TALLAHASSEE — Pam Bondi is running for attorney general as a conservative Republican, but for much of her adult life she was a registered Democrat.
Hillsborough County elections records show Bondi registered to vote as a Democrat in 1984 and switched to Republican on July 21, 2000. That was about a week after her then-boss, State Attorney Harry Lee Coe III, took his life.
Coe, a two-term Democratic state attorney and former circuit judge, was seeking a third term and Bondi's last boss, Mark Ober, was the leading Republican candidate for state attorney.
Despite those dramatic events, Bondi said she could not recall why she became a Republican when she did.
Bondi said she remained a Democrat in the 1980s and 1990s because Democrats dominated the local political landscape. She could recall voting for just two Democrats: former Tampa Mayor Dick Greco and Coe in his second term after he defeated Republican State Attorney Bill James.
"If you lived in Tampa during those years, you really couldn't vote in a race if you weren't a Democrat," Bondi said. "There were many moderate Democrats."
Bondi, 44, a former Hillsborough County prosecutor, is locked in a three-way fight for the Republican nomination for attorney general with former state agency head Holly Benson and Lt. Gov. Jeff Kottkamp.
The race will be decided Aug. 24, and Bondi may be able to deflect her past Democratic ties by pointing out that one of heroes, Ronald Reagan, was once a Democrat, too.
"I love Ronald Reagan," Bondi said. "I had a Jeb Bush bumper sticker on my car, and I had my picture taken with both Bush brothers."
Bondi was a Democrat during Reagan's second term as president, George H.W. Bush's presidency, Jeb Bush's first two campaigns for governor and all the Bill Clinton years. She said she was sure she voted for Reagan and the elder Bush.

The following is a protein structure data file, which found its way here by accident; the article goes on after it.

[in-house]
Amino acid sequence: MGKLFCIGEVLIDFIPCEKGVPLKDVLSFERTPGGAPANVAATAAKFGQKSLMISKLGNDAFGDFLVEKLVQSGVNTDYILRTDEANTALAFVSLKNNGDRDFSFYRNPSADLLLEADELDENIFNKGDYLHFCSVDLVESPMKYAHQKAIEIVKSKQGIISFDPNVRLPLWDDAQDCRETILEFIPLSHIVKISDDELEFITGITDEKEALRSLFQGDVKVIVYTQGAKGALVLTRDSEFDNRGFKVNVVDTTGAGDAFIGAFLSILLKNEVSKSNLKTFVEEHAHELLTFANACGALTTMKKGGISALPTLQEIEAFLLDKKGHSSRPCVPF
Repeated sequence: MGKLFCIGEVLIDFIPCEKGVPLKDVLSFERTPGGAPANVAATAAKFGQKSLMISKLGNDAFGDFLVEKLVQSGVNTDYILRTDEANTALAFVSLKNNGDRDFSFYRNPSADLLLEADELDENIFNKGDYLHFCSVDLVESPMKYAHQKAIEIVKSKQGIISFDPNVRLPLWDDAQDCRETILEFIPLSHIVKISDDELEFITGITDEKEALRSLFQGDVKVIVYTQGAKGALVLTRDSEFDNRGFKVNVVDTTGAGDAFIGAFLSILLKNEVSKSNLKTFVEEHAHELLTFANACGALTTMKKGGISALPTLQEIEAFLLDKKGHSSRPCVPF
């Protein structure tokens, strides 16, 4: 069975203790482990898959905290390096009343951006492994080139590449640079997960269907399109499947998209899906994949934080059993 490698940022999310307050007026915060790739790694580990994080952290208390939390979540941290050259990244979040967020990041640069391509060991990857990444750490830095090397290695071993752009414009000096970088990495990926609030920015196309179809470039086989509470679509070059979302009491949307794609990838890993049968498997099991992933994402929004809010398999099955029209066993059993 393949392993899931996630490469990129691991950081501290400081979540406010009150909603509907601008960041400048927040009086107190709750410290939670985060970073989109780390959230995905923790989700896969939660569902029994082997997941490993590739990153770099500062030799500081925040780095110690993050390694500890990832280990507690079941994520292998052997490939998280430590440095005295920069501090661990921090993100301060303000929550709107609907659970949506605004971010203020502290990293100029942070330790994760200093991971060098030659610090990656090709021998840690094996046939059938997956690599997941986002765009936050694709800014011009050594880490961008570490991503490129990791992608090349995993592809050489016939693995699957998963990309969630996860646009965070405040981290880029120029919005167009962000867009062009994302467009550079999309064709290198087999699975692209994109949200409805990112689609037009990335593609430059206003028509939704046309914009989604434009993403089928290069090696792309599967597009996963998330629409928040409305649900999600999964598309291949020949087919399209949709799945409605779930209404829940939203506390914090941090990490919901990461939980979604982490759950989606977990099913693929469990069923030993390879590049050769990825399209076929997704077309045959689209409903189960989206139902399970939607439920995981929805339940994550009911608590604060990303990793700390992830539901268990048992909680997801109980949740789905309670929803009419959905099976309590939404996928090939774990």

Her reason for switching: "Because I'm firmly in line with Republican values."
Kottkamp questioned Bondi's commitment to the GOP.
"I've never been confused about my core political principles," he said, citing his work as a Reagan volunteer in 1980 and later as a Republican precinct committeeman in Lee County and a GOP legislator from Cape Coral. "I have always voted for and worked to elect Republican candidates."
Benson declined to comment.
Voting records in Escambia and Lee Counties show that Benson and Kottkamp are lifelong Republicans.
A number of prominent political figures, including Bob Martinez, the former Tampa mayor who in 1986 became the state's second Republican governor since Reconstruction, switched from the Democrat to Republican in the 1980s. Martinez, now a lobbyist, serves as Bondi's campaign chairman.
Until she decided to run for attorney general less than a year ago, Bondi said, she had "zero political aspirations."
"Political labels were never important to me," Bondi said. "I know how I voted and how I felt as I grew in my education and as a prosecutor. … I've always been conservative."
She calls herself "pro-business, pro-Second Amendment and pro-national defense," and said she hoped voters would not hold her Democratic past against her.
"I registered at 18 years old, and I went through school. You develop your values and your ethics as you develop as an adult,'' she said. "My values, I learned, were completely in line with the Republican Party."
Election records also show Bondi didn't always vote when she had the chance. She skipped party primary elections in 1984, 1986, 1988, 1990, 1992, 2002 and 2008. She did not cast a ballot in the last presidential primary in January 2008.
She said she regretted not taking advantage of early voting when she could have. "I should have voted. I realize how important every vote is," Bondi said.
Times staff writer Letitia Stein and researcher Caryn Baird contributed to this report. Steve Bousquet can be reached at firstname.lastname@example.org or (850) 224-7263.